The Cleveland Cavaliers contract with former Golden State Warriors wing Patrick McCaw raised a few eyebrows. And, as a result, the NBA is going to investigate the contract, as reported by Marc Stein of The New York Times.
The NBA will launch a formal review into Cleveland’s signing and near-immediate release of restricted free agent Patrick McCaw at the request of Golden State, @NYTSports has learned— Marc Stein (@TheSteinLine) January 8, 2019
It’s unclear if the “formal review” comes at the request of the Warriors. On Monday, Stein reported that the Warriors were unwilling to comment on the situation.
Here’s what happened: The Cavs signed McCaw, a restricted free agent, to a non-guaranteed two-year, $6 million contract. The price was steep for the Warriors, who, to the surprise of no one, opted not to match the contract.
After just a week with the Cavs, McCaw was released ahead of the contract guarantee date, meaning Cleveland was only on the hook for just over $300,000. McCaw cleared waivers (any team who picked him up would have had to guarantee his contract for the rest of the season), and is now an unrestricted free agent.
With the benefit of hindsight, it seems like Cleveland had no intention of keeping McCaw to that contract. Instead, they signed him to a price that they knew Golden State wouldn’t match, so that they could let him walk into the unrestricted free agency that he clearly desired.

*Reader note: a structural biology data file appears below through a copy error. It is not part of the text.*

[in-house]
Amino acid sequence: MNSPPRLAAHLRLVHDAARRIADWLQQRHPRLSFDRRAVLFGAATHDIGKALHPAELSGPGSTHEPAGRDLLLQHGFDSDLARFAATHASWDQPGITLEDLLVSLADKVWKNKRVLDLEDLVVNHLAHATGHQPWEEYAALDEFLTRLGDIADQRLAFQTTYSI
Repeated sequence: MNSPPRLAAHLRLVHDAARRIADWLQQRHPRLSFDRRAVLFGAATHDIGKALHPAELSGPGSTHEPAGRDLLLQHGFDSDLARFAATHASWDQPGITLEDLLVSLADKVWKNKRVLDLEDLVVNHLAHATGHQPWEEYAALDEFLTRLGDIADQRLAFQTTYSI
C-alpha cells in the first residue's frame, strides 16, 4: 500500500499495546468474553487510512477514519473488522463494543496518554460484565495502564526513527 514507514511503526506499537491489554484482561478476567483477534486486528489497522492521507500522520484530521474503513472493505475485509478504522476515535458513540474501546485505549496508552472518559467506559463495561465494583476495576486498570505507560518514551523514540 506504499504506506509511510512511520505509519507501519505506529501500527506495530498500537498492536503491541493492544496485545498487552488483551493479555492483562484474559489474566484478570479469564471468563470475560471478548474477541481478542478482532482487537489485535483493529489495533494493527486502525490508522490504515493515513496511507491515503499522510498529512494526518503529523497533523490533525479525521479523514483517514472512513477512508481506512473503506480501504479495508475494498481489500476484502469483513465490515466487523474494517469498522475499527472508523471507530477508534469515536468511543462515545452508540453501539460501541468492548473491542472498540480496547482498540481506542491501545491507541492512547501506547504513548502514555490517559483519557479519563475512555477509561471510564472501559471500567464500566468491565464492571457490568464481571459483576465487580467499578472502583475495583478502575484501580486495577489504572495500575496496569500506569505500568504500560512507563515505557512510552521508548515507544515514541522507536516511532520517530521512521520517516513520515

While signing and releasing a free agent doesn’t technically break any rules, if Cleveland was purposely dealing in bad faith, the league could very easily take action. And there are a lot of incentives for the Cavs to do so. If they wanted to re-sign McCaw (something they’re reportedly interested in doing), this approach allows them to do so at a reasonable price (and a price that Golden State likely would have matched had they done so when McCaw was restricted).
Furthermore, the Cavs could have gone this route to earn goodwill with another team interested in signing the third-year wing, or even goodwill with McCaw’s agent. One week of McCaw’s contract was a relatively low investment for Cleveland to make, if there was reason for them to help get McCaw to unrestricted free agency.
It’s unclear what action the league might take, and whether it would be confined to Cleveland, or also extend to McCaw. It is highly unlikely that the league would restore McCaw’s restricted free agent status to the Warriors (in part because Golden State likely wants no part of this fiasco), but fining the Cavs, or taking draft picks from them is a distinct possibility.
We’ll let you know if the NBA chooses to take action.